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Ethics briefings
  1. Veronica English,
  2. Jessica Gardner,
  3. Gillian Romano-Critchley,
  4. Ann Sommerville
  1. Medical Ethics Department, British Medical Association

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    Management of prisoners on hunger strike

    Management of prisoners on hunger strike has always been a contentious ethical issue. Two arguments are advanced. One is that the authorities and prison doctors have duties to save prisoners' lives. This can entail forcible feeding. The counterargument is that prisoners retain certain rights, including that of deciding when to refuse medical treatment and artificial nutrition. In some countries, practice involves respecting prisoners' refusal of food until they lose consciousness and then forcibly feeding the then incompetent person, on the grounds of “best interests”. In the UK, the arguments came to a head in the 1970s when two Irish prisoners, the Price sisters, legally challenged the Home Office's right to force-feed in any case other than where refusal of food arose from a medical or psychiatric condition. It caused a furore and the earlier prison policy of involuntary feeding was overturned. In 1981, the wishes of hunger strikers, including IRA prisoner Bobby Sands, were respected and doctors supervised death-fasts in Northern Ireland. During the 1980s and 90s, the same arguments were used in response to mass hunger strikes in Spain, Morocco and South Africa. In Spain, where 60 political prisoners fasted, some regional judges ordered forcible feeding, while others allowed prisoners to fast. The debate about conflicting moral duties became highly political and in 1990 a Spanish doctor who began involuntary nutrition of hospitalised prisoners was assassinated. Nevertheless force-feeding continued until 1991 when the strike ended. In the same year, in South Africa, sophisticated protocols evolved which applied the concept of advance directives (binding advance refusals) to force-feeding.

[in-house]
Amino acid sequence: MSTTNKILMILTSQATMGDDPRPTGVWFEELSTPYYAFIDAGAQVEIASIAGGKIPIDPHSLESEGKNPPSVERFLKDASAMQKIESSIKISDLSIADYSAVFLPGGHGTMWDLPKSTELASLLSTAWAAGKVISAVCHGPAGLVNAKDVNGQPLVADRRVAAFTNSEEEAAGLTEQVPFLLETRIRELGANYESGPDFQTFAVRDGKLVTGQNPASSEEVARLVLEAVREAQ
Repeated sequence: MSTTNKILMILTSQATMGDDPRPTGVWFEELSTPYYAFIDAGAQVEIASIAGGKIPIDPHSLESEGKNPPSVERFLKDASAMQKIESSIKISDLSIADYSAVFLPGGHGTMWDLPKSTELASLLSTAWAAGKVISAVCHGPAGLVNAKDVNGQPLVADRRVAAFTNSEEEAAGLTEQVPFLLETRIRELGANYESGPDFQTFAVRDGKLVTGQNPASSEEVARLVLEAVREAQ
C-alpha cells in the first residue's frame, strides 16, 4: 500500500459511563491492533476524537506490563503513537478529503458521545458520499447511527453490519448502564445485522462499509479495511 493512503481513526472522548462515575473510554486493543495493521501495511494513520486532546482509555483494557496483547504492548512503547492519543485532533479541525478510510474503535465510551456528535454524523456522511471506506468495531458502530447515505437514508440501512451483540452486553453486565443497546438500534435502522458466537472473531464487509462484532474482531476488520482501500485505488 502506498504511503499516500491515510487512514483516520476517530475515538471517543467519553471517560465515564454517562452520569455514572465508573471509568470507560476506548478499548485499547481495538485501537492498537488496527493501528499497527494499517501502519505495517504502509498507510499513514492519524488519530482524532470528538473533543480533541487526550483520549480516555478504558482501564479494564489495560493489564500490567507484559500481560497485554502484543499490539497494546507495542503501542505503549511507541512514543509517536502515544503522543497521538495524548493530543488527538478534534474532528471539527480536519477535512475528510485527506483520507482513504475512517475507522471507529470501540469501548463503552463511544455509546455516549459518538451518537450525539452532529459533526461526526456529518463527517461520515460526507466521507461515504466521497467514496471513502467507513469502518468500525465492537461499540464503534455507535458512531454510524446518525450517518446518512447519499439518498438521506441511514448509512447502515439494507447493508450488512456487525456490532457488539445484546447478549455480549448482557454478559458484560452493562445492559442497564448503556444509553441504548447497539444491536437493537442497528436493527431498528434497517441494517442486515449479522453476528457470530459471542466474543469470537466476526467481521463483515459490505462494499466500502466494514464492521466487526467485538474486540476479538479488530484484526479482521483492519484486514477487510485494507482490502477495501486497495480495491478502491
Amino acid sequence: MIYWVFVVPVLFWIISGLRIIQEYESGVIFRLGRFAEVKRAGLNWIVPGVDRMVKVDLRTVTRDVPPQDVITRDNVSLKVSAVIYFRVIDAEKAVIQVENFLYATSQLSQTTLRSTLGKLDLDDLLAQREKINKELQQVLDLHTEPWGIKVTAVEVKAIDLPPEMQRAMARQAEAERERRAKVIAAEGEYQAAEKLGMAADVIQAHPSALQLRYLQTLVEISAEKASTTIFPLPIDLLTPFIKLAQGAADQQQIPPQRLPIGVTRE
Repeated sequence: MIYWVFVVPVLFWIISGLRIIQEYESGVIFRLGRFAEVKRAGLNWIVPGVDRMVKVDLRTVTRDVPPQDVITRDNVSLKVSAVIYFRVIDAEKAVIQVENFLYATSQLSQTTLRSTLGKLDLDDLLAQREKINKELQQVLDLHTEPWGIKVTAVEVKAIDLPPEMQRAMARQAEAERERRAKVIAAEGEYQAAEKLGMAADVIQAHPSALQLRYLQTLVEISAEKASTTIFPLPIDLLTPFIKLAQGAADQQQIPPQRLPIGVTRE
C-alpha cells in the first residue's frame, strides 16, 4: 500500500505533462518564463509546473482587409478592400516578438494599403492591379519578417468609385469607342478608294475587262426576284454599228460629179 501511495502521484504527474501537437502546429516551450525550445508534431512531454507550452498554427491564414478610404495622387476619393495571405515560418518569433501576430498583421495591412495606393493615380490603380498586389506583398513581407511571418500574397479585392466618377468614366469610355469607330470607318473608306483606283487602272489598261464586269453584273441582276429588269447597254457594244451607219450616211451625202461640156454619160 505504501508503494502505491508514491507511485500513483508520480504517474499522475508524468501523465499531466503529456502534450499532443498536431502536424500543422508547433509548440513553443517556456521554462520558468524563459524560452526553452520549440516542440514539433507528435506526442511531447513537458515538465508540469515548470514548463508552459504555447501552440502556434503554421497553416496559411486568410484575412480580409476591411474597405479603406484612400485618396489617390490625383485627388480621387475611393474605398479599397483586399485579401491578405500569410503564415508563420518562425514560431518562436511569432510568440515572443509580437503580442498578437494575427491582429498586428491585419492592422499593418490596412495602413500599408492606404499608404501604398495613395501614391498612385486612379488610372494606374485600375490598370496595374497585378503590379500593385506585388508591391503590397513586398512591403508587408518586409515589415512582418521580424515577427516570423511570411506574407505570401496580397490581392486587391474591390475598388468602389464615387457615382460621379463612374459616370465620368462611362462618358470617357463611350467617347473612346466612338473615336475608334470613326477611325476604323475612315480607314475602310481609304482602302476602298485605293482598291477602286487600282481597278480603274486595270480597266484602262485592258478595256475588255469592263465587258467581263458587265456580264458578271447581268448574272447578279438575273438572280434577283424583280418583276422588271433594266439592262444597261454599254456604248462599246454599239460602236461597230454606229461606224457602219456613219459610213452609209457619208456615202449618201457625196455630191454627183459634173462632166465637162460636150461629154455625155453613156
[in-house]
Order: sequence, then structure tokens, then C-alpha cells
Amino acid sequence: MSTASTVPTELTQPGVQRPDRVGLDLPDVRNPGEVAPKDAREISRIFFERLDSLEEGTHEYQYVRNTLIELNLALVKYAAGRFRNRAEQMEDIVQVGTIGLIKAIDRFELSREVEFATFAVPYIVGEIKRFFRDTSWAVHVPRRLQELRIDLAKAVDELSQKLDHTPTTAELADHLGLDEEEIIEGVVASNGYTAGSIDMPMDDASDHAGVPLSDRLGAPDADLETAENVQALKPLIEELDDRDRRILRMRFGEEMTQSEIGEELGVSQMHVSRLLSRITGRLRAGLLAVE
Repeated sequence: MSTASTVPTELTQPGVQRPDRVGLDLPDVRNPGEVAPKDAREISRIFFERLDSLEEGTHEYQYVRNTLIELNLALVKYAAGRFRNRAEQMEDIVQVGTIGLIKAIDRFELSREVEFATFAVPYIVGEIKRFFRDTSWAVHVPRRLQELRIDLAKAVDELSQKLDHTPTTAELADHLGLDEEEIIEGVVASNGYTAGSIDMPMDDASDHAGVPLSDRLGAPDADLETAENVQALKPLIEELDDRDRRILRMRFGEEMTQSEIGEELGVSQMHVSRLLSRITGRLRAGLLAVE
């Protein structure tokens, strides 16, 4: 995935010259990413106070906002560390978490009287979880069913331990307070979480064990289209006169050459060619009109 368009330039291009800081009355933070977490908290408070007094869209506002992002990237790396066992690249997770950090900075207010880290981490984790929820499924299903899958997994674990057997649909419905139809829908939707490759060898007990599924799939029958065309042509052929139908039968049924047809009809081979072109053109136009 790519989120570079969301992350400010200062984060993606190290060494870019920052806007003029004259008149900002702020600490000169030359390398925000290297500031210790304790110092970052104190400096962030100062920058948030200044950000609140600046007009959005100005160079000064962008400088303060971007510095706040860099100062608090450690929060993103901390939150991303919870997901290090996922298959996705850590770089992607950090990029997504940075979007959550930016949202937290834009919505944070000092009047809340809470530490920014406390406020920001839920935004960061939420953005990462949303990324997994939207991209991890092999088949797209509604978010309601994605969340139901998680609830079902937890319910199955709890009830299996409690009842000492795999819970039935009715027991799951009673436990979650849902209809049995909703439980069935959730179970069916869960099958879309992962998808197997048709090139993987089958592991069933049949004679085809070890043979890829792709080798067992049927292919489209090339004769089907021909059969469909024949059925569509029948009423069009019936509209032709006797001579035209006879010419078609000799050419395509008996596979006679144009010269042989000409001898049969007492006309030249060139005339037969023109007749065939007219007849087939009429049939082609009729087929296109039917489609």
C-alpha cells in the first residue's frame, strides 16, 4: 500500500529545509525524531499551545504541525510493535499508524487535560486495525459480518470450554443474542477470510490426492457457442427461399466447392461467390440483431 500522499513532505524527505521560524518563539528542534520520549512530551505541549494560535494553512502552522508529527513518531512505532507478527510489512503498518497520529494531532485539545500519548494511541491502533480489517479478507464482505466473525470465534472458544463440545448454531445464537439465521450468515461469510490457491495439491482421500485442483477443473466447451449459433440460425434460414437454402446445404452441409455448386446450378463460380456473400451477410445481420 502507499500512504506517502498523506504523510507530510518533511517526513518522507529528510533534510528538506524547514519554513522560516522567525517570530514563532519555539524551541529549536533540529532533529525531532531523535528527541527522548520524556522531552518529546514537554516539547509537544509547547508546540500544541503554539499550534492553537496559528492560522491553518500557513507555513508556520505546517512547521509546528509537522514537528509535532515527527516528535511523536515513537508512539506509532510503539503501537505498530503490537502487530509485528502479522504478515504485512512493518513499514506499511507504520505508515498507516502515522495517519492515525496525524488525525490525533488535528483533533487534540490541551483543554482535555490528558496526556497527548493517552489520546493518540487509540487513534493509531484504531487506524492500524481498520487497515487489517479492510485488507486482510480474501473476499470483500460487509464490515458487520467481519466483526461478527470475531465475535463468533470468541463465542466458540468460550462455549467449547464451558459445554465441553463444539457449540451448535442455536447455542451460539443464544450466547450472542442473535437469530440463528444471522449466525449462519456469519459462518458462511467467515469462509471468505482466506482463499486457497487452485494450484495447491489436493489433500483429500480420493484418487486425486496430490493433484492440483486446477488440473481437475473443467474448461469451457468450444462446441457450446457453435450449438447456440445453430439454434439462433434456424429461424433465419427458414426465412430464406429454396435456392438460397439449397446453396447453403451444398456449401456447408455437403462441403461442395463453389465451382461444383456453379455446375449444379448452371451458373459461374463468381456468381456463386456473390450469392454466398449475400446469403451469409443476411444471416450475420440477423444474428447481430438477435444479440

Since 1980, hunger strikes by political prisoners have been endemic in Turkey where well documented allegations of torture are common. In 1996, for example, 12 hunger-strike deaths occurred in prison. In December 2000, two types of hunger strike began: over 2000 protesters …

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